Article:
A Christmas favourite

It’s that time of year when children turn their eyes towards the night sky in search of an important group of animals, Santa’s reindeer. Whilst most children from an early age can recognize a picture of reindeer, few will know much about them, and even less will have had the opportunity to see a live one.

Photo by Sebastien Goldberg



Reindeer have existed for thousands of years. They have a circumpolar distribution in Europe and North America where they go by the name of caribou. There is evidence that they have been a prime source of food and skins since at least the Neolithic period. The hunting of wild reindeer has continued ever since, especially in Greenland and Norway. They are adapted to Arctic and sub arctic conditions and whilst now restricted to that area, towards the end of the ice age they could be found as far south as Italy, Spain and Southern Russia. Domestication has occurred for the last couple of thousand years. Some Northern tribes still rely heavily on the reindeer for their existence. The Inuit of North America use them for food, clothing and shelter whilst the Sami, in Finland, also farm them and even use them for pulling sledges.


Reindeer are in the family Cervidae (deer) and have their very own genus, Rangfer, which denotes that they are the only deer in which both sexes have antlers. There are fourteen sub species of which two are considered extinct. These sub species can be identified from colouring, size and distribution. The largest species tend to be in North America and the smallest in Europe. Interesting names abound and include the Porcupine caribou and the Finnish forest reindeer.


Reindeer are superbly adapted to their environment and this gives rise to some mind blowing facts! They can have red noses due to having a network of blood vessels in their hairy nose pad which heats up air before it passes to the lungs. The nose also helps to regulate the animal’s internal temperature. I wonder if Rudolf knows that? Reindeer are also the only mammal which can see ultra violet light. This might be linked to the need to control the glare caused by the reflection on snow. However, the fact I find most amazing is that their legs click as they walk, a result of ligaments passing over bone protrusions on the feet. The click can be heard from a hundred metres and is useful as it shows the location of each animal when they’re moving at night or in bad weather conditions. It is also an indicator of the well being of the animal because the heavier the animal, the louder the click it makes as the hair covered hoof touches the ground. In reindeer society, usually the heavier the animal, the higher its status within the herd.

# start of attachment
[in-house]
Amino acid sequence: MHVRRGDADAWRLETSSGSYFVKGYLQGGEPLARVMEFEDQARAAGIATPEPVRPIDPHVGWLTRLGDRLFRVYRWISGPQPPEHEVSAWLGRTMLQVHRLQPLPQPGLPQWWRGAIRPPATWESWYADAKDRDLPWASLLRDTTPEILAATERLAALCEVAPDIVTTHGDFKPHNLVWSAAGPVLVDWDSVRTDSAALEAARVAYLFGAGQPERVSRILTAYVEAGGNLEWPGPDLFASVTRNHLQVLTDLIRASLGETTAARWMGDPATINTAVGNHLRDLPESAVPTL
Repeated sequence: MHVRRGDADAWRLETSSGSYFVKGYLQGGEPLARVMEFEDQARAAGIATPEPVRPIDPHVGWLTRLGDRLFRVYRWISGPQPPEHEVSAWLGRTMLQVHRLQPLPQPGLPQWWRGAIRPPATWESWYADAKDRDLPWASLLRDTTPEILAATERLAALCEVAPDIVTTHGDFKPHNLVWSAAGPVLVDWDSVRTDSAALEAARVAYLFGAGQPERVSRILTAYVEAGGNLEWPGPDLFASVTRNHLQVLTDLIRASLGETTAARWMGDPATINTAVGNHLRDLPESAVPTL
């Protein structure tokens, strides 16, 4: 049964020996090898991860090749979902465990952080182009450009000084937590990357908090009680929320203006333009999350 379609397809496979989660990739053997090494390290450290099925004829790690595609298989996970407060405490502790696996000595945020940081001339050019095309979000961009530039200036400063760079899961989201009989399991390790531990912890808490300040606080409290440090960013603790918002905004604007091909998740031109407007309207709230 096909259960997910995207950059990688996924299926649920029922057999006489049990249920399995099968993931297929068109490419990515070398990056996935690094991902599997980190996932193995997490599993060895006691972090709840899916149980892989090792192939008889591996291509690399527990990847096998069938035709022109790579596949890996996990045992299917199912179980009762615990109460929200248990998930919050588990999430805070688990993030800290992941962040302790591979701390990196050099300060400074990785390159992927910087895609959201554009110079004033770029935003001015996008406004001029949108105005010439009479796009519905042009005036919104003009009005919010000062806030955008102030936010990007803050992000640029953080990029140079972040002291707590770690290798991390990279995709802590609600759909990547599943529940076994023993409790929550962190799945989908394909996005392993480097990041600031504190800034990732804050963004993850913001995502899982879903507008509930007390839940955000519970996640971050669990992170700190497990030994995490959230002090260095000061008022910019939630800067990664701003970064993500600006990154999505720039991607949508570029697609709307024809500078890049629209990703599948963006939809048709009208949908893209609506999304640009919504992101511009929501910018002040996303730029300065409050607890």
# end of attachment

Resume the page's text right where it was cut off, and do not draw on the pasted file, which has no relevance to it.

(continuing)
One of the most impressive characteristics of reindeer is their antlers. These are shed yearly. They can reach up to approximately 130 cm in males, almost as big as the height of the basic animal. The antlers are used to plough through the snow so that the animal can reach the mosses, lichens, leaves etc underneath upon which this herbivore feeds. When Santa is shown with his group of reindeer they are always antlered which means they must be a female group as males have generally shed their antlers by October, whereas females keep theirs for another couple of months.


Many, but not all, species of reindeer or caribou migrate in search of fresh pasture or less inclement weather. As you’d expect, the greatest migrations tend to take place in North America. As with some other species, herds vary enormously in size, ranging from a dozen or so, through hundreds into mega herds of as many as 500,000. Interestingly, smaller herds tend to be either all males, or females with calves and young. Migrations vary in length but can reach 3000 miles. Weaker animals often fail to complete the journey which includes treacherous terrain. Reindeer can swim strongly and run up to 40mph. Even a day old calf can easily outrun a human.


Within the UK there are limited opportunities to see reindeer. Probably the best bet is to go to the Cairngorms in Scotland where a herd of about 150 roam. This group was originally established in 1952 and has been growing ever since. They are the first wild reindeer to be seen in Scotland since the C13th when they were hunted to extinction. They roam over a large area, but can be found throughout most of the year with the help of experienced guides. There is also the Cotswold Reindeer herd where you can book a visit and learn about these fascinating animals. Finally, some zoos exhibit reindeer from time to time. From research, I think Blackpool and Dudley currently fit into this category.


So, the next time the younger members of your family ask you questions about Santa and his reindeer, you should now be armed with an array of facts to impress them with. Happy Christmas!